Sperm crawl and collide on way to egg, researchers say
Scientists at the Universities of Birmingham and Warwick have shed new light on how sperm navigate the female reproductive tract, 'crawling' along the channel walls and swimming around corners; with frequent collisions.
Research results published today in the Proceedings of the National Academy of Sciences (PNAS) provide fresh insight into how sperm might find their way to the egg that will help to inform future innovation in the struggle to treat infertile couples.
Scientists led by Dr Petr Denissenko, of the School of Engineering at the University of Warwick, and Dr Jackson Kirkman-Brown, lead in reproductive biology at the University of Birmingham, explored what properties distinguish the tens of cells which make it to the egg from the millions of sperm cells ejaculated.
Contrary to popular belief, the authors report, sperm rarely swim in the central part of the three-dimensional female tract, instead travelling along the walls, meaning in the body they are negotiating complex and convoluted channels filled with viscous fluids.
To study cell behaviour in confined space, cells were injected into hair-thin microchannels.
"When the channel turns sharply, cells leave the corner, continuing ahead until hitting the opposite wall of the channel, with a distribution of departure angles, the latter being modulated by fluid viscosity," the reports' authors said.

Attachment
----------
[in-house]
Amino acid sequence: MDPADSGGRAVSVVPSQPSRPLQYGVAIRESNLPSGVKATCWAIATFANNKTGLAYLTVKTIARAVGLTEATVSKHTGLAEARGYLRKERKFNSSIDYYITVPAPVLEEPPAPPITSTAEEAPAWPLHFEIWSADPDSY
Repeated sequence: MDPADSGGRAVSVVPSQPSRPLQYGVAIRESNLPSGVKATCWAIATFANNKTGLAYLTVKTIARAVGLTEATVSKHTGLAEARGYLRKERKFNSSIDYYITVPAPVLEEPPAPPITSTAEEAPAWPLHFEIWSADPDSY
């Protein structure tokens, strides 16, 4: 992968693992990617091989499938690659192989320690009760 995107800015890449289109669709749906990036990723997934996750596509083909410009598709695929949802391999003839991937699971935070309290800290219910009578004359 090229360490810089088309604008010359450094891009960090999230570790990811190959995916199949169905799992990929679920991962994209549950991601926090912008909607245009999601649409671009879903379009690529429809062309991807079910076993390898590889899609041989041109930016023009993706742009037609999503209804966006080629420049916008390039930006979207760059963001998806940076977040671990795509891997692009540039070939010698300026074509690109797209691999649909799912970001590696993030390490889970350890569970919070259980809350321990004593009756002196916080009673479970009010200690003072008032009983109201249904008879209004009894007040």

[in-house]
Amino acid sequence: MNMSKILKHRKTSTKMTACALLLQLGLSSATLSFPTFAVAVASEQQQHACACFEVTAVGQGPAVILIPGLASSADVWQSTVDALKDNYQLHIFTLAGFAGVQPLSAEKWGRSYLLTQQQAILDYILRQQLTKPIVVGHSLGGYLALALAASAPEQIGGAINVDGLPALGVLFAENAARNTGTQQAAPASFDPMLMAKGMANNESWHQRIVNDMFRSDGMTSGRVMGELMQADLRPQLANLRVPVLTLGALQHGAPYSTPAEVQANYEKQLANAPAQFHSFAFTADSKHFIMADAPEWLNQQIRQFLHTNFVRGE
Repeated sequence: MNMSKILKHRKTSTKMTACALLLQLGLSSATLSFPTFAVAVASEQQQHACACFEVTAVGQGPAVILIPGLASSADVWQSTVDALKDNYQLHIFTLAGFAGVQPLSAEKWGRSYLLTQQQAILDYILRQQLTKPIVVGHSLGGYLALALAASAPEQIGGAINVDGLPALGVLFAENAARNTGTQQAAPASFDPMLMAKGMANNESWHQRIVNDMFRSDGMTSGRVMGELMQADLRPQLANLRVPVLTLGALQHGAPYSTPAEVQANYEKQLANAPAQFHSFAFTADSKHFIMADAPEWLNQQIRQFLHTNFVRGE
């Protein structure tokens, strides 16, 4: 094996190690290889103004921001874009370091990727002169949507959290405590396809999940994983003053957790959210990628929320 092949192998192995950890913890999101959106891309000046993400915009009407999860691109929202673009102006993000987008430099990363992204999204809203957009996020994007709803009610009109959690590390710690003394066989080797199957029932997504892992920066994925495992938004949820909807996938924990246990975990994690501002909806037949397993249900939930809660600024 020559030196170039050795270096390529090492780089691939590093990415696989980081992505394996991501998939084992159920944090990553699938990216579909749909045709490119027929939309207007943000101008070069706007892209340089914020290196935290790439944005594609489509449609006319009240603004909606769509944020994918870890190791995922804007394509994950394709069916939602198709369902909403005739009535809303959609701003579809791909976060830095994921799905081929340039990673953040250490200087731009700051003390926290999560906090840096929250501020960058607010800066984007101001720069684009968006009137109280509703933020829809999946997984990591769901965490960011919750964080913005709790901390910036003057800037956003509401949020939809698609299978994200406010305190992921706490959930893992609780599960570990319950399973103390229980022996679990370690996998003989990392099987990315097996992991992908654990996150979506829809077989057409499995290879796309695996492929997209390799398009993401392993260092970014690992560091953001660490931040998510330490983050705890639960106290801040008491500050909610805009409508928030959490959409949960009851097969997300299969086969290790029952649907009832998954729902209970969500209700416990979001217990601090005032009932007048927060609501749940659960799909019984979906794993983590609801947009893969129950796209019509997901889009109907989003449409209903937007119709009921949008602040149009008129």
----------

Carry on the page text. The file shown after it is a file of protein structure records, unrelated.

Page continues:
"Specific wall shapes are able to preferentially direct motile cells," the authors report.
"As a consequence of swimming along the corners, the domain occupied by cells becomes essentially one-dimensional.
"This leads to frequent collisions and needs to be accounted for when modelling the behaviour of populations of migratory cells."
Dr Kirkman-Brown, who is also Science Lead for the Birmingham Women's Fertility Centre, comments: "Two key questions in reproduction are:
- how are the millions of sperm selected down to around ten that reach the oocyte?: and
- Can we use a similar method to select sperm for fertility treatments?
Dr Denissenko of the University of Warwick added: "Sperm cell following walls is one of those cases when a complicated physiological system obeys very simple mechanical rules.
"I study fluids in a variety of environments, but moving to work with live human sperm was quite a change.
"I couldn't resist a laugh the first time I saw sperm cells persistently swerving on tight turns and crashing head-on into the opposite wall of a micro-channel.
"More seriously, it's great being part of an internationally leading team based out of the Midlands addressing a key problem."
Dr Kirkman-Brown concludes: "Previous research from the group indicates that the shape of the sperm head can subtly affect how the sperm swim.